Art + Hunger = Art Youth Summit

Atlanta Community Food Bank and Atlanta Contemporary Art Center (Atlanta Contemporary) came together last week to conduct an inaugural art-themed session of the Youth Summit on Hunger and Poverty. The result of months of collaboration and planning, the week-long program hosted at Atlanta Contemporary brought together 12 exceptional Atlanta high school students who dedicated a week out of their summer to provide service in the community and enhance their education about hunger, poverty, and learn about social practice art and artists.

During this week, the teen participants explored the intersections between contemporary art and food justice and how artists have addressed questions pertaining to both topics. The teens were presented with opportunities to create and propose solutions to addressing hunger and poverty through art projects and discussions.

It was exciting to meet the teens and work with them all week on such fulfilling projects and initiate complex conversations. Something we wanted to charge them with from day 1 was to think about, “Are you volunteering this week or creating social practice art?”

The week started with the students volunteering at Metro Atlanta Urban Farm in College Park, where the teens focused their energies on building new compost for the farm. Starting the week with a physical team building experience really laid the week’s groundwork, a wonderful metaphor to think about while wheelbarrowing dirt in the heat! After lunch, we explored the exhibition on view at Atlanta Contemporary which presented a selection of artists’ books published by Atlanta-based Nexus Press between 1976-2003. It was exciting to see the teens explore non-traditional book forms and learn the many ways contemporary artists produce and present artworks to audiences. In the afternoon, I presented an overview of social practice art (also referred to as socially-engaged art) where we had lively debate around certain artworks from the past 10 years involving various neighborhood involvement and social contexts.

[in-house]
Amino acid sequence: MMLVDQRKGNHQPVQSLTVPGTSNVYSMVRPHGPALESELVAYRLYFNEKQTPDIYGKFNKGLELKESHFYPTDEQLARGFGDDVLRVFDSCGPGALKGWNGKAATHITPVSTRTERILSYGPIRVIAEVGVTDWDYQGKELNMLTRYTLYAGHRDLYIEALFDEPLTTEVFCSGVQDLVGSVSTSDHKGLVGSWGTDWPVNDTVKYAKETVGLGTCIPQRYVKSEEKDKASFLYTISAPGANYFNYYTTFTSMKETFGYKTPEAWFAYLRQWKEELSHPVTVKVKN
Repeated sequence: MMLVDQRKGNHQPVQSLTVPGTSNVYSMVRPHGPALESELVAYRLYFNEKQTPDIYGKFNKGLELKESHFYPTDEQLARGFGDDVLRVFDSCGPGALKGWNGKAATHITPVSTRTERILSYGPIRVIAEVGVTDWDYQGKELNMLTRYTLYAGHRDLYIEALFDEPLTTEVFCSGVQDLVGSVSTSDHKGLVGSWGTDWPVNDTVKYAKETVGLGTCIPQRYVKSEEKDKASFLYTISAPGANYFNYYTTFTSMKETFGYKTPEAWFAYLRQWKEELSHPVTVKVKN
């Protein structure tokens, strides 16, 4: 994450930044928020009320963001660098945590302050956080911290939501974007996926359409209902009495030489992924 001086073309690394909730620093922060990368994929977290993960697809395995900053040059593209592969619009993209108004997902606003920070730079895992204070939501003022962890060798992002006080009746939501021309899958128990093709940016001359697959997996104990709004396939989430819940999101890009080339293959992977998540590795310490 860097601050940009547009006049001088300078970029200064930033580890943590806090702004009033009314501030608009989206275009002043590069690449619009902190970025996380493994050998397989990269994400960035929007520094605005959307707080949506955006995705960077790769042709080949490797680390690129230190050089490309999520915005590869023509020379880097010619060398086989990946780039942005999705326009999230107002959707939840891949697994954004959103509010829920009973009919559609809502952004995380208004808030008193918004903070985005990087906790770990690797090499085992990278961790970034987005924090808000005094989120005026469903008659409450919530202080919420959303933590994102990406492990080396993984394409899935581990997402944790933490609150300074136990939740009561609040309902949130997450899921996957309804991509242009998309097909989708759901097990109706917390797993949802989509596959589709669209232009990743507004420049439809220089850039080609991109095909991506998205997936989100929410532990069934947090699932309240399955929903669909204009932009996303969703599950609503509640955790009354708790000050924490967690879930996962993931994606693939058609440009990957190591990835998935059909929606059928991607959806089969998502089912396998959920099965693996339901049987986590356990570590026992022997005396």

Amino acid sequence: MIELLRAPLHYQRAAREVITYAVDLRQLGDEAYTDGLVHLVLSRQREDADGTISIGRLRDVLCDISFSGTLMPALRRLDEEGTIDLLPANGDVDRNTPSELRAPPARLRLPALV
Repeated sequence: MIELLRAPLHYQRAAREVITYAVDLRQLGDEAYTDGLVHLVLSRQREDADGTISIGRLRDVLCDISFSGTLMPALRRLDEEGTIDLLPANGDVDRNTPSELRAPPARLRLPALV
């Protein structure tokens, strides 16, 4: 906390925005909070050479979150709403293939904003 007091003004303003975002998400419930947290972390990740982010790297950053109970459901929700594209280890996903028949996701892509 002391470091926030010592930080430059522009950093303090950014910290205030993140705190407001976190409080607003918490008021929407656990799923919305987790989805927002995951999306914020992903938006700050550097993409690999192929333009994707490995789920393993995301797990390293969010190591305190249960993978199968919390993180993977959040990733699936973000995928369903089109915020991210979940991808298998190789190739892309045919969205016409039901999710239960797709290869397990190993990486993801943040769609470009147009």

Day two highlights include a visit from local artist Evereman, where he spoke about how simple design can create big public impact and build community. Thinking about this, the teens worked on designing Art Youth Summit buttons and and individual stamp making. In the afternoon we screened “A Place at the Table,” and created and designed paper plates about hunger facts and stats to be sent to our elected officials.

Wednesday found the group visiting Freewheel Farm in Summerhill and Atlanta Harvest in South Atlanta back to back--these are two very different urban farming models and it was great to have time at both with the farmers/proprietors themselves. Back at Atlanta Contemporary, students created garden markers and lastly visited with a practicing artist in their Studio Artist Program, Steven L. Anderson.

On Thursday morning, we volunteered hours at the Super Giant Community Garden in Bankhead, where students build garden beds and painted a new 15’ sign for their gate which read “Community Garden, All Welcome”. The Super Giant Community Garden volunteers and staff were thrilled to have extra hands and energy to produce new beds and the sign--small organizations like this thrive on volunteers and we were excited to help them realize their wish of a highly visible fence sign! We can’t wait to return and see it installed. Later in the afternoon, the students created amazing typography portraits (word art) and concluded the day learning from artist Jane Garver in her studio at Atlanta Contemporary. Garver works a lot with public spaces and audiences through recording sound, so it was an interesting conversation learning that artworks can be created and presented in public space, particularly without intentions of entering a traditional museum or gallery space.

On the final day, students walked between Atlanta Contemporary and Atlanta Community Food Bank--we took two different routes to discover and discuss development on Atlanta’s Westside, and the disparities between Hollowell Parkway and Howell Mill Road, for example. Once arriving, we toured the Food Bank to see the organization at work! Our final afternoon at Atlanta Contemporary was then spent with local zine-maker and writer Muriel Vega (learn about her Pie Zine and its connection with the Food Bank here) where they learned about zines and zine-making. Naturally then, the teens had a few hours to reflect on our exciting, action packed week by making their own zines! Throughout the week, the teens were charged with taking photos of their friends and experiences on disposable cameras, perfect for our DIY process and zine-making aesthetic. Zines are best when shared with friends, and there was no shortage of sharing and friend-making this week! As he headed for the door on Friday, participant Ny’Quavious said, “I had a great time and I’d definitely recommend this experience!”

An initial partnership, this program helped to connect two neighboring non-profit organizations with seemingly disparate missions and find connective tissue between them. We hope this model will only continue to be built upon, not only between our two organizations, but when thinking creatively about community-building and socially-engaged practices throughout Atlanta!

-Rachel Reese, Atlanta Contemporary Art Center